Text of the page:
An 80-year-old British army veteran has died while on trial for a shooting that occurred during "The Troubles" in Northern Ireland, fueling debate over the prosecution of soldiers for alleged crimes committed decades ago.
Dennis Hutchings died on Monday at that Mater Hospital in Belfast, according to a statement approved by his son.
Hutchings had been on trial at Belfast Crown Court, where proceedings were limited to three days a week so he could undergo kidney dialysis treatment.
The trial of Hutchings and other veterans who served in Northern Ireland has been controversial.
While victims' families demand justice for their loved ones, supporters of the former soldiers are seeking legislation to prevent Northern Ireland veterans from facing repeated investigations for alleged crimes that took place decades ago in the heat of battle.
"He was an 80-year-old veteran, in ill-health on dialysis and there was a lack of compelling new evidence," Jeffrey Donaldson, leader of the Democratic Unionist Party, said on Twitter.
"There now stands serious questions around those who made the decision that Dennis should stand trial once more. He was honourable. He wanted to clear his name again but was dragged to a court and hounded until his death."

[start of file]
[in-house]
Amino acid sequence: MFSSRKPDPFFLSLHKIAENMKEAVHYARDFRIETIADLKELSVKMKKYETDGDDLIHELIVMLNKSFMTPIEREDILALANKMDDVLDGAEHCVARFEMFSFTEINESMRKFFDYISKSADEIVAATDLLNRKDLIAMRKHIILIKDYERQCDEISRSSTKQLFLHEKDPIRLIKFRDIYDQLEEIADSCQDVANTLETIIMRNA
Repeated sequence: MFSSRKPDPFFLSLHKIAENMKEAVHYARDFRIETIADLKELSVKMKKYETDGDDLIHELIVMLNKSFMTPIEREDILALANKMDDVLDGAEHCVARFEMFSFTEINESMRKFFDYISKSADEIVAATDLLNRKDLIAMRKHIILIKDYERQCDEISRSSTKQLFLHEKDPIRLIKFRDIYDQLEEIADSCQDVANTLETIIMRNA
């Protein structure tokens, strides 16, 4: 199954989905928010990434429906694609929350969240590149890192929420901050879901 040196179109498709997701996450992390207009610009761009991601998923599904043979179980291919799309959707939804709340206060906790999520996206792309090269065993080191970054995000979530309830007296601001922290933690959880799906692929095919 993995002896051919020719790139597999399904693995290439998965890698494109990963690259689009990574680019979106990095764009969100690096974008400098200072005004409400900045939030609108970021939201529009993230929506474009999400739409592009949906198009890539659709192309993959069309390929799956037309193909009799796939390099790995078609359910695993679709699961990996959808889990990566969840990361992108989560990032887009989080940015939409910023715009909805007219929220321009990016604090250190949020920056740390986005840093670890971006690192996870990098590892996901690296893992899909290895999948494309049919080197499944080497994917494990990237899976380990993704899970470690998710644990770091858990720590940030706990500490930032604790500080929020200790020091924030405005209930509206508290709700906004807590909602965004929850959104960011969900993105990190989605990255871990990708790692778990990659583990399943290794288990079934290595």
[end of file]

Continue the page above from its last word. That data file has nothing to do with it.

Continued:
Hutchings was charged in connection with the shooting of John Pat Cunningham, 27, in 1974. Cunningham, who had the mental age of a child, was shot in the back as he ran away from an army patrol.
Northern Ireland's Public Prosecution Service defended the decision to prosecute, citing the seriousness of the charge.
He also said that significant efforts had been made to allow for Hutchings' treatment.
"We can assure the public that all decision-making in this challenging and complex case was taken impartially and independently," said Michael Agnew, the deputy director of public prosecutions.
"Our thoughts are also with the family of John Pat Cunningham who have waited for many decades in the hope of seeing due process take its course."
Australian Associated Press